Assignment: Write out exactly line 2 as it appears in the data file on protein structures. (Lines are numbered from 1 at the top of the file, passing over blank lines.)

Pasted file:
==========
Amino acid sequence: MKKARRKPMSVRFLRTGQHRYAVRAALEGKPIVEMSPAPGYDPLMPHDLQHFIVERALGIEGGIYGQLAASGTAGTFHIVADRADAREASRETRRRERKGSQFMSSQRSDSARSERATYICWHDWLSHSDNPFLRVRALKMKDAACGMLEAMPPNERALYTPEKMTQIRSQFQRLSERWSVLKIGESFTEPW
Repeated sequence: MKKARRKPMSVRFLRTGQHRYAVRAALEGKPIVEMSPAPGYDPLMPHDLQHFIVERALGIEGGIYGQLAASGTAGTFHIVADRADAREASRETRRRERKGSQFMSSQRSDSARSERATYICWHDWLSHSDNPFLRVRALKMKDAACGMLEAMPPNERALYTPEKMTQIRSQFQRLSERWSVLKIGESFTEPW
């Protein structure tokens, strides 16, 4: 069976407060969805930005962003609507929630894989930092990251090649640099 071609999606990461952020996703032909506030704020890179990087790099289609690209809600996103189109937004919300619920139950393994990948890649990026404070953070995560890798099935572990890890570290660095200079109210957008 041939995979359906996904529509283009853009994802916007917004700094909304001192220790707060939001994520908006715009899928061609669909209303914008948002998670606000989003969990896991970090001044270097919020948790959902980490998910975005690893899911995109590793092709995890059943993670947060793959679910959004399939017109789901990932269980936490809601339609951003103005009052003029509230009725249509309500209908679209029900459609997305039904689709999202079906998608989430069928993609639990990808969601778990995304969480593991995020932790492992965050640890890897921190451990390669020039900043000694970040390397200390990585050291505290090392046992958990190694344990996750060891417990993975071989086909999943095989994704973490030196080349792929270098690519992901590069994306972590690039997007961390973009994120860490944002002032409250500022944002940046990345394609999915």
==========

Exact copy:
Repeated sequence: MKKARRKPMSVRFLRTGQHRYAVRAALEGKPIVEMSPAPGYDPLMPHDLQHFIVERALGIEGGIYGQLAASGTAGTFHIVADRADAREASRETRRRERKGSQFMSSQRSDSARSERATYICWHDWLSHSDNPFLRVRALKMKDAACGMLEAMPPNERALYTPEKMTQIRSQFQRLSERWSVLKIGESFTEPW